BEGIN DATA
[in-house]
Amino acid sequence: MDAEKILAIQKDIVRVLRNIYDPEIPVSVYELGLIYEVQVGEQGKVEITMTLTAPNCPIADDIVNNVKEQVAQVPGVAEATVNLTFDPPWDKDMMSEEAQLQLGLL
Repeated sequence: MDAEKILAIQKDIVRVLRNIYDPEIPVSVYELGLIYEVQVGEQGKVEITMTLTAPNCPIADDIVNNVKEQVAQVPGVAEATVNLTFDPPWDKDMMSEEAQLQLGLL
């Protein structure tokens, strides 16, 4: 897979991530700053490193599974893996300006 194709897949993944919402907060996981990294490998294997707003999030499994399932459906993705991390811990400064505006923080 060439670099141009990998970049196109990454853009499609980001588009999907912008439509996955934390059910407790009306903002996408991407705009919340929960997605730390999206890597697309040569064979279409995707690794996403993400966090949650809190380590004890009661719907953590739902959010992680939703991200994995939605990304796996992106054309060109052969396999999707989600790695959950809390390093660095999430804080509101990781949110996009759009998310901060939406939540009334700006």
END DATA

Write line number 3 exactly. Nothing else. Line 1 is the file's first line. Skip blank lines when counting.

Repeated sequence: MDAEKILAIQKDIVRVLRNIYDPEIPVSVYELGLIYEVQVGEQGKVEITMTLTAPNCPIADDIVNNVKEQVAQVPGVAEATVNLTFDPPWDKDMMSEEAQLQLGLL